Efficacy is determined by testing in “best case scenario” conditions: a double-blind randomly controlled trial as just described. In addition, researchers have really tight controls on how the vaccine is stored, how it’s given to each test subject, and how those subjects are closely monitored. It’s one of the reasons vaccines are expensive: it’s a detailed process. And, it takes awhile.
What’s not a “best case scenario” is when those careful safeguards go out of the developers’ control: are the vials really kept at around −94 degrees Fahrenheit, in the case of the Pfizer vaccine? (Which is −71 degrees centigrade. That’s one cold freezer.) Moderna’s only needs to be kept at −4 degrees Fahrenheit (−20 degrees centigrade, which just about any freezer can do).
In the case of both the Pfizer and Moderna vaccines, once a vial is taken from the freezer and opened, the doses have to be used within six hours, or whatever is unused has to be thrown away because it degrades so quickly. You can bet that procedure was followed to the letter by the researchers. Do busy public health departments and hospitals follow the rules that closely? We hope so, but it’s hard to know for sure, and we can’t know for sure if every person who gets the vaccine will report back if they get sick later. They could, for instance, figure they caught a cold, not Covid. They might not get the second dose on time, or at all.
So if the “best case scenario” is a 95 percent efficacy, a number that will certainly change at least slightly as more of the volunteers get Covid (which is probably why Pfizer rounded down), then what’s the “real world” effectiveness going to be?
Something different — something lower. And that’s the difference between efficacy and effectiveness: ideal conditions versus real world conditions.
But remember part of the definition that the FDA laid out in the first place: to win approval, that 50 percent efficacy requirement, was that the “vaccine would have to prevent the disease — or decrease its severity.” We know the vaccine won’t necessarily make you immune to Covid-19, but it’s still worth it for that reduction in severity if you do get it.
And remember, even when properly vaccinated under “best case” conditions, so far 8 of the volunteers still got Covid: none of the vaccinated population will really know if they’re “immune” from Covid. Any one of them can still get it, and be contagious, so that’s why we need to continue with the usual safeguards — wearing masks, social distancing, washing hands — even after getting the vaccine.
Interestingly, I found when researching this that while both Pfizer’s and Moderna’s vaccines are nearly identical — but not fully so, which is obvious when you consider their vastly different required storage temperatures — Pfizer’s contains 30 micrograms of vaccine, while Moderna’s has 100 micrograms. Yet Moderna’s efficacy is a little bit lower: 94.1 percent. That’s also subject to change as their studies continue, and maybe Moderna’s and Pfizer’s numbers will converge, but it goes to show that more isn’t always better.
More might — or might not — also create more side effects. After my first shot 2 days before Christmas, I felt fine. The next day, my arm was sore at a level I described to the CDC as mild. On Christmas, less sore. And a day later, I had to poke at the injection site on my arm to feel it at all. Sunday, as I’m recording this, I don’t even have pain if I hit my arm. I did sign up with the CDC’s vsafe program, discussed in my previous article, and that’s how I reported all of that to them. But I never felt anything else, no other side effects, from my Moderna injection.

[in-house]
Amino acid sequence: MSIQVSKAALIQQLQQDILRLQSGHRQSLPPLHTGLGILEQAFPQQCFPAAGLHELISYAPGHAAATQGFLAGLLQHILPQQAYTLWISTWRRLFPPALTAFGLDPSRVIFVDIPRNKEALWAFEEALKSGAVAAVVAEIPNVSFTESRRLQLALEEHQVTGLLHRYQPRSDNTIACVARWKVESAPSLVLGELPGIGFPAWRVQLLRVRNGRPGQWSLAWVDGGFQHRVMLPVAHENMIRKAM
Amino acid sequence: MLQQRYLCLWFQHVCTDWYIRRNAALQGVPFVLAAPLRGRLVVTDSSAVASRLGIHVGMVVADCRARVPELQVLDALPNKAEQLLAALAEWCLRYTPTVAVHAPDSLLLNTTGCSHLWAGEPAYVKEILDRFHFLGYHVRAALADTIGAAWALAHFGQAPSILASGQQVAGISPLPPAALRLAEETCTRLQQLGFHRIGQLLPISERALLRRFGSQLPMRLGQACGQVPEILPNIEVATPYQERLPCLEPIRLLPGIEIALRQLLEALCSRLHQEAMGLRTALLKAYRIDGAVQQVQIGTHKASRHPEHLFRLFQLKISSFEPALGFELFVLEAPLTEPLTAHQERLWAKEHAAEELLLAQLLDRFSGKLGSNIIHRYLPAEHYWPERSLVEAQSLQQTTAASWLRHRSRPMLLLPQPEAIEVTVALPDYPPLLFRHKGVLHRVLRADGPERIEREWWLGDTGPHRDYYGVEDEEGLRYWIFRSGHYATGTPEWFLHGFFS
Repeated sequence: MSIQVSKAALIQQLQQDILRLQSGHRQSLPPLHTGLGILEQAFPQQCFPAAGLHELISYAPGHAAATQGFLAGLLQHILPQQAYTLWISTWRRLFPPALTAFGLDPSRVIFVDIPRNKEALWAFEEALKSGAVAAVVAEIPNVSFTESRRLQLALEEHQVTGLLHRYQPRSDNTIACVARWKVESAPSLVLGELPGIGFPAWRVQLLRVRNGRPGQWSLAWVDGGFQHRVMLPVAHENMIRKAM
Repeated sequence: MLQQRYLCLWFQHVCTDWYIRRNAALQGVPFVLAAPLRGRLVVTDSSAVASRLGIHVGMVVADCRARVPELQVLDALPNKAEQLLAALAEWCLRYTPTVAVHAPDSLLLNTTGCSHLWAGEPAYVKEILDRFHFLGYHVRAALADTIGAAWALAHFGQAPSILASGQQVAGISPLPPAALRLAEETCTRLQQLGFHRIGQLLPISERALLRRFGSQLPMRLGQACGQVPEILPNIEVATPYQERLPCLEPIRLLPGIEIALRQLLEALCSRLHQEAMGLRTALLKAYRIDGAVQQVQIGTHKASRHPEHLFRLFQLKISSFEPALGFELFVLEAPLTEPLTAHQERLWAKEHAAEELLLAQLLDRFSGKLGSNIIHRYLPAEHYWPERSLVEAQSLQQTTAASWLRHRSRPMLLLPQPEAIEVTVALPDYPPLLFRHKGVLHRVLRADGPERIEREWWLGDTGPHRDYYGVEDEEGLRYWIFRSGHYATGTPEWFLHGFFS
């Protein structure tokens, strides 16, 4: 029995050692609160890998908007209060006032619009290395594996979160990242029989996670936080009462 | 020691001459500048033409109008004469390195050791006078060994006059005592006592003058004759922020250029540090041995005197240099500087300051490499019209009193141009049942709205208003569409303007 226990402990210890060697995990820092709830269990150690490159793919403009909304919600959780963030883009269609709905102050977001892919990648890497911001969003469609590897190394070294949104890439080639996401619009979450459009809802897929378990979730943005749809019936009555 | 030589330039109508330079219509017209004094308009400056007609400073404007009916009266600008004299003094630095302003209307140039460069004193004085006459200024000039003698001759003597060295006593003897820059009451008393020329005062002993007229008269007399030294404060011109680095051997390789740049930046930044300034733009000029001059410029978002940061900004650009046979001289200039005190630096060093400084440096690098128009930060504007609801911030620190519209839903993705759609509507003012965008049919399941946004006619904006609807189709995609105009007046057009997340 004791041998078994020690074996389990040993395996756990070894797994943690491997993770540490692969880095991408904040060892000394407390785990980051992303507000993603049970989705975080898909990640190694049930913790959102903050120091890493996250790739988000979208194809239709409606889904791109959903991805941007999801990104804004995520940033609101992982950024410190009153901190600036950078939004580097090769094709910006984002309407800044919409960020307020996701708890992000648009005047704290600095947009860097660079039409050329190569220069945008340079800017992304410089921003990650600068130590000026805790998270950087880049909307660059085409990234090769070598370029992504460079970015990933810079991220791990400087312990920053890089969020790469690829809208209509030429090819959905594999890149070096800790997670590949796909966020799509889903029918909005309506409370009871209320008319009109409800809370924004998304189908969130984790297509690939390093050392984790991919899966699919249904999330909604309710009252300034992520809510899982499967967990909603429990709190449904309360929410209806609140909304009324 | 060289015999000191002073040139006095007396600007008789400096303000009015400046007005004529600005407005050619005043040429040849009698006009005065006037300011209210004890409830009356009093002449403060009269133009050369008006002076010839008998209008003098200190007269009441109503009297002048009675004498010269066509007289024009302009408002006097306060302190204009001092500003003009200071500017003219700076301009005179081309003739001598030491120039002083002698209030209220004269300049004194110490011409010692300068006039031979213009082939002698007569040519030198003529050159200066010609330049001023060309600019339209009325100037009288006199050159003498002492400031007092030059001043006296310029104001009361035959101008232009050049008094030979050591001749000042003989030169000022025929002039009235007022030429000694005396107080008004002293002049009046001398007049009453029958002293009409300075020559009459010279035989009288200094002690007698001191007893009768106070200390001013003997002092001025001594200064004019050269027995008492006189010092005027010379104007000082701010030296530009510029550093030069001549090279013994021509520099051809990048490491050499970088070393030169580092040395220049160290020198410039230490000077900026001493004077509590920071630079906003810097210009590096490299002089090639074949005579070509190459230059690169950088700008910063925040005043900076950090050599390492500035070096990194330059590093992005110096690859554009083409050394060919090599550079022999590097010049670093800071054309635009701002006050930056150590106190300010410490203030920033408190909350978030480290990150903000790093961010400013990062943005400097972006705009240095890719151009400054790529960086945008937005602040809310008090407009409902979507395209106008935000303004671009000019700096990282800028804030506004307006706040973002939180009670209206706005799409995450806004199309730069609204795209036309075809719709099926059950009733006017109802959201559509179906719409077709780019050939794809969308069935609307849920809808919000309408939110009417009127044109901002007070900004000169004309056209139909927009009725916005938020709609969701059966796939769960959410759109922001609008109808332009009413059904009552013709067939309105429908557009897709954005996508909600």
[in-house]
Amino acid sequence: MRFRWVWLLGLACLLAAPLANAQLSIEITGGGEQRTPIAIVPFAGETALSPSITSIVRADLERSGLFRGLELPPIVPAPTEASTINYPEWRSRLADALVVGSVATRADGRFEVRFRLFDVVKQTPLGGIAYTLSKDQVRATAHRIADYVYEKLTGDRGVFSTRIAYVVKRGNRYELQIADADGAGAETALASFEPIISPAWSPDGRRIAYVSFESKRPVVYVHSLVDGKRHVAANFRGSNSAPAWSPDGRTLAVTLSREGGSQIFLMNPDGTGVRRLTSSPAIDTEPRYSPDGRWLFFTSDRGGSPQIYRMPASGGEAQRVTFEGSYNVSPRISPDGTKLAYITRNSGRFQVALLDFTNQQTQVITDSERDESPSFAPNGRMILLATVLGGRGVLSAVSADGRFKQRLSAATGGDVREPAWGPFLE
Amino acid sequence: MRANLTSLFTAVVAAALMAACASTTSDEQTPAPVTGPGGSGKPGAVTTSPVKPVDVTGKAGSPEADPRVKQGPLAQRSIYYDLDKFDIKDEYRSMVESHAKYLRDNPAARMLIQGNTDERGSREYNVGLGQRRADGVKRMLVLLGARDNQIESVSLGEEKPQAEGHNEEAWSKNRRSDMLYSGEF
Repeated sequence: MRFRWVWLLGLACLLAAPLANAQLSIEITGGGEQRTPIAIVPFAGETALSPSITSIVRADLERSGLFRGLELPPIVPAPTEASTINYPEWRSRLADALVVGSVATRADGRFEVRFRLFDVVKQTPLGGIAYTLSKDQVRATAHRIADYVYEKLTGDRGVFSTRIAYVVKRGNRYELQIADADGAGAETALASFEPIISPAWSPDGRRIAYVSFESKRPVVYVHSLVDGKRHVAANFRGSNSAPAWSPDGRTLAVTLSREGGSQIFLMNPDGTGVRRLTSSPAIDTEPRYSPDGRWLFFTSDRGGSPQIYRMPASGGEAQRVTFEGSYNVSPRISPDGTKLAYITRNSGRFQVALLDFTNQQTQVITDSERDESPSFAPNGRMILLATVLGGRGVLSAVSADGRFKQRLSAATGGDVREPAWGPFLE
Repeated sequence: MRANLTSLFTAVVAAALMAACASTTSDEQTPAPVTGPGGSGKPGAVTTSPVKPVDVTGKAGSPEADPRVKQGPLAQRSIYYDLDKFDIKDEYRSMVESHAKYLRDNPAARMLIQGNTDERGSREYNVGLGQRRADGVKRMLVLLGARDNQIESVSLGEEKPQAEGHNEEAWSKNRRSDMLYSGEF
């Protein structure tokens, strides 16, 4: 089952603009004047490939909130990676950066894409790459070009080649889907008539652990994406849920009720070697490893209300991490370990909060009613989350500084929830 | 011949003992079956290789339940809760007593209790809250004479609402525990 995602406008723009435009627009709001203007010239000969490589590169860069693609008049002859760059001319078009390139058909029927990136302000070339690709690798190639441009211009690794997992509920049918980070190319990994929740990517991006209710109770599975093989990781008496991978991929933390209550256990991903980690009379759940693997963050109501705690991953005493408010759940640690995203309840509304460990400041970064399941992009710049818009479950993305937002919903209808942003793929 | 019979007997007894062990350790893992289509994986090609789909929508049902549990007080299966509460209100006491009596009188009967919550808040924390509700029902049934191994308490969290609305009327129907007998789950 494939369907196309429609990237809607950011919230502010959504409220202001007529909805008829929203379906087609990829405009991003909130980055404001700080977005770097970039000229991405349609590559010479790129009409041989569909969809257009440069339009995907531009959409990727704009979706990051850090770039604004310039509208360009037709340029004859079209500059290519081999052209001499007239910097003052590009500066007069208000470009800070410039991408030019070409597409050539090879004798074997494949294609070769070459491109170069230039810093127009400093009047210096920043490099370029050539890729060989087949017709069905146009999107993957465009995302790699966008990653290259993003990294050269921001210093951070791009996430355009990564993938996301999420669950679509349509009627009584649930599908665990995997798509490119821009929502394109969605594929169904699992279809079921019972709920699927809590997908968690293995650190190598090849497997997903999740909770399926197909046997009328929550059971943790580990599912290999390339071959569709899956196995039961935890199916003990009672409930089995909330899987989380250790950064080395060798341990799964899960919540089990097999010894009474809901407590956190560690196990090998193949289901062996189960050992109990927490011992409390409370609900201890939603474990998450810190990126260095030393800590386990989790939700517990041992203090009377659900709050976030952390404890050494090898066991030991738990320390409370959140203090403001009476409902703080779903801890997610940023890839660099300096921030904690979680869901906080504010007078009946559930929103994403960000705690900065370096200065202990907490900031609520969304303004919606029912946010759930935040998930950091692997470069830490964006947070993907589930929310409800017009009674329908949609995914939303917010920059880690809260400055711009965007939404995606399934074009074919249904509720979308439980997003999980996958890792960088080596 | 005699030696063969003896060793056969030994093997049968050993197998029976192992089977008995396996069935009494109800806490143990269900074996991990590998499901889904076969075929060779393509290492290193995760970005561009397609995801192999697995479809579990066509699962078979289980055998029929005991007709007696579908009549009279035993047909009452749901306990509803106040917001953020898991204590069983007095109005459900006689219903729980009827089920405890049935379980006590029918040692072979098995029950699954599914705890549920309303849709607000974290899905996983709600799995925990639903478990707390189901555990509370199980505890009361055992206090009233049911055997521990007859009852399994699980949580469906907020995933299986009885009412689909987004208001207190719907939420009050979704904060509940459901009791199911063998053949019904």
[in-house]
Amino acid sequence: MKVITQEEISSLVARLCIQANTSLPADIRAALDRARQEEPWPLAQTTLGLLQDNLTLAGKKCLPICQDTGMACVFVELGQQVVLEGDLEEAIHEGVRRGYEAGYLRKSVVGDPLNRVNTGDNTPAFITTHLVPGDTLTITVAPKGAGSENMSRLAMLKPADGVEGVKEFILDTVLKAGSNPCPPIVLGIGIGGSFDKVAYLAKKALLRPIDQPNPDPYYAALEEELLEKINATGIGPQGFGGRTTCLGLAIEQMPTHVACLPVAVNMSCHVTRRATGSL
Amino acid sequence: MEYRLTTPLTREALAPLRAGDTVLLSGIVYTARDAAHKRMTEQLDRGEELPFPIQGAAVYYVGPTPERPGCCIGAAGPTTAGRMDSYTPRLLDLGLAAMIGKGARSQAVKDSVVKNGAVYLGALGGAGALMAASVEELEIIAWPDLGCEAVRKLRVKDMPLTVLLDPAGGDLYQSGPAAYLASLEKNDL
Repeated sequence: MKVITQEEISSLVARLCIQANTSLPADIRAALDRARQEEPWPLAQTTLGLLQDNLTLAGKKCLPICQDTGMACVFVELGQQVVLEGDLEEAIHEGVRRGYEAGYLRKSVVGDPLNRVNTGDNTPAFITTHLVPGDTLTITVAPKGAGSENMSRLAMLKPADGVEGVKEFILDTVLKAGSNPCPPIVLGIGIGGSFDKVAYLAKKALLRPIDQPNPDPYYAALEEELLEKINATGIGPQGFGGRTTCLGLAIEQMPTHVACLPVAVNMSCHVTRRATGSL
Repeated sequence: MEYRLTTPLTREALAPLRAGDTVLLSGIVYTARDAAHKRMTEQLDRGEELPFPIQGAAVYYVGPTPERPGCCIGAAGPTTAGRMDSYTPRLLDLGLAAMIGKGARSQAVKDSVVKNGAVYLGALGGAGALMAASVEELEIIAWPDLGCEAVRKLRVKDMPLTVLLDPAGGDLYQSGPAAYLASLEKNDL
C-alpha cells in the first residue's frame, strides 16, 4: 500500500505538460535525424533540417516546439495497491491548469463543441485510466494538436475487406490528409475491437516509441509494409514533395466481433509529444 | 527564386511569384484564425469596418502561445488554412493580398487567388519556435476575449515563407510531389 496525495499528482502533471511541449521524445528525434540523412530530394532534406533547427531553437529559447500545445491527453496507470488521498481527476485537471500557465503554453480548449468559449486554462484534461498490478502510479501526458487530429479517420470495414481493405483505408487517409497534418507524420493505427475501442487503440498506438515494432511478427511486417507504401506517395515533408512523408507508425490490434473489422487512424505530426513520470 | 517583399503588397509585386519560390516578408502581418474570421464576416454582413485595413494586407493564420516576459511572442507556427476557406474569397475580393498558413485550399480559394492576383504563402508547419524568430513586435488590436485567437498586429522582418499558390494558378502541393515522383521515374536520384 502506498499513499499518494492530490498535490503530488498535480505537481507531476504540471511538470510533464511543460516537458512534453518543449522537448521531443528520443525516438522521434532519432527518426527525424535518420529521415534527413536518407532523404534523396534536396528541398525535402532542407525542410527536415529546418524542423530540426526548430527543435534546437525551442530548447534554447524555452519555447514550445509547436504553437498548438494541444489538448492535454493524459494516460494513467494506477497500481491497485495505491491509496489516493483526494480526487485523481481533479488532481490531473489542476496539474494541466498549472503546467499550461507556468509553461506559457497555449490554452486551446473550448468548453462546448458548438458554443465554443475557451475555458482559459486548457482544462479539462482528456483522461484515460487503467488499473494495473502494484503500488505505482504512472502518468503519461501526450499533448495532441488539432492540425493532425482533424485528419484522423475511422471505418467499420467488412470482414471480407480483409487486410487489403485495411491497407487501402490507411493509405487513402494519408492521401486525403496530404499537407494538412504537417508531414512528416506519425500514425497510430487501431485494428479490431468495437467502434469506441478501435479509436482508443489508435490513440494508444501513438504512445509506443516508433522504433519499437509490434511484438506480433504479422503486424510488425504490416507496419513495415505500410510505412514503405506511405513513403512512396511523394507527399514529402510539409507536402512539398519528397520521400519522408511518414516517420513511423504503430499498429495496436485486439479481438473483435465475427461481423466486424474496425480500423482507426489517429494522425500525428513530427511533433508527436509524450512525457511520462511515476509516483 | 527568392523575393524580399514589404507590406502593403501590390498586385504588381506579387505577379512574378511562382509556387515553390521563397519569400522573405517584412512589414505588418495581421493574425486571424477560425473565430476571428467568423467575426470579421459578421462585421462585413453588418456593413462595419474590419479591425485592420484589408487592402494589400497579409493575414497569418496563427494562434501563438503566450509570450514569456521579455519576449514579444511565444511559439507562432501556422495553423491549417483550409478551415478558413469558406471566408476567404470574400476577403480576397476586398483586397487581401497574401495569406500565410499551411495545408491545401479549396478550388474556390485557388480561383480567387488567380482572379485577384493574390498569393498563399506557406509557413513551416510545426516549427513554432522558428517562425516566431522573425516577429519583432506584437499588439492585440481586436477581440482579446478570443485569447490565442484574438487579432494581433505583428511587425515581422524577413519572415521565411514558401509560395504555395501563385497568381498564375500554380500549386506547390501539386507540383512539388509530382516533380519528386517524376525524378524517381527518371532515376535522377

Some reports say that the second dose reactions can be more intense, but starting where I am, even if it’s 10 times worse, which seems unlikely, it would still be somewhere from mild to moderate, for a very short time. I’ll take that any day over getting Covid, since even symptom-free cases still develop long-term complications with lungs, heart, and other organs. No thanks!
I’m absolutely one of the lucky ones to get vaccinated so early, especially considering my little county can’t even handle the Pfizer vaccine, and had to wait for Moderna’s to be approved.
Pfizer expects to ship 50 million doses by December 31st — enough for 25 million people to get both doses, three weeks apart, and 1.3 billion more doses during 2021. Obviously, the U.S. doesn’t get all of those: other countries have also received their first shipments, with more to come soon.
Moderna, meanwhile, which requires two doses 4 weeks apart, said they expect to ship 20 million doses by the end of the year, which is coming right up.
The Trump Administration’s Operation Warp Speed officials previously said they expect 20 million Americans to have their first shot of one vaccine or the other by the end of the year, and 100 million by the end of March, which could increase if we get another effective vaccine approved before then. But, so far, they’re behind that expected pace. That’s partly the difference between “best case scenario” and “real world conditions.”
The only question that remains to be answered is, how long with the vaccine last? Only time will tell, but the two companies have tens of thousands of volunteers who got the vaccine long before you will, so they’ll know that answer before you need any sort of booster.
My bottom line remains, when you get the chance, get the vaccine unless you have a condition your doctor says makes you a very high reaction risk, in which case you should definitely at least strongly encourage anyone near you to get theirs to help protect you.
My previous article on the vaccine explains why it’s impossible to reach herd immunity without massive health impacts (and a huge death count):
Beating the Vaccine Scare-Mongers
Something to consider before getting the vaccine — or deciding not to.
Reader Tom in Ohio commented on my math, saying it was a bit too “simple”:
Word problems are notoriously difficult, both to construct properly and to convert to and from math equations. 8 of ~20,000 that got the vaccine got Covid. 162 of ~20,000 that did not get the vaccine got Covid.
“Something” caused the lower number of infections for those that got the vaccine. Had 85 of each group been infected, then the vaccine wouldn’t have worked at all. Part of the issue is that the resulting percentage from the division is the negative result. Those for which the vaccine was not effective. One needs to divide one side by the other, not one side vs the total. 85/85 equals 100%: had that been the result, we’d know that the vaccine is ineffective 100% of the time. With 8/162 we know that the vaccine was ineffective 4.9% of the time. (Since the number 8 is so small, using 170 as the denominator gives a reasonable, but incorrect, answer).
Because 8/162 is so very close to 8/170, the mistake is easy to make and also has no material impact on the discussion (aside from trying to understand the math).
Thanks for the correction, Tom.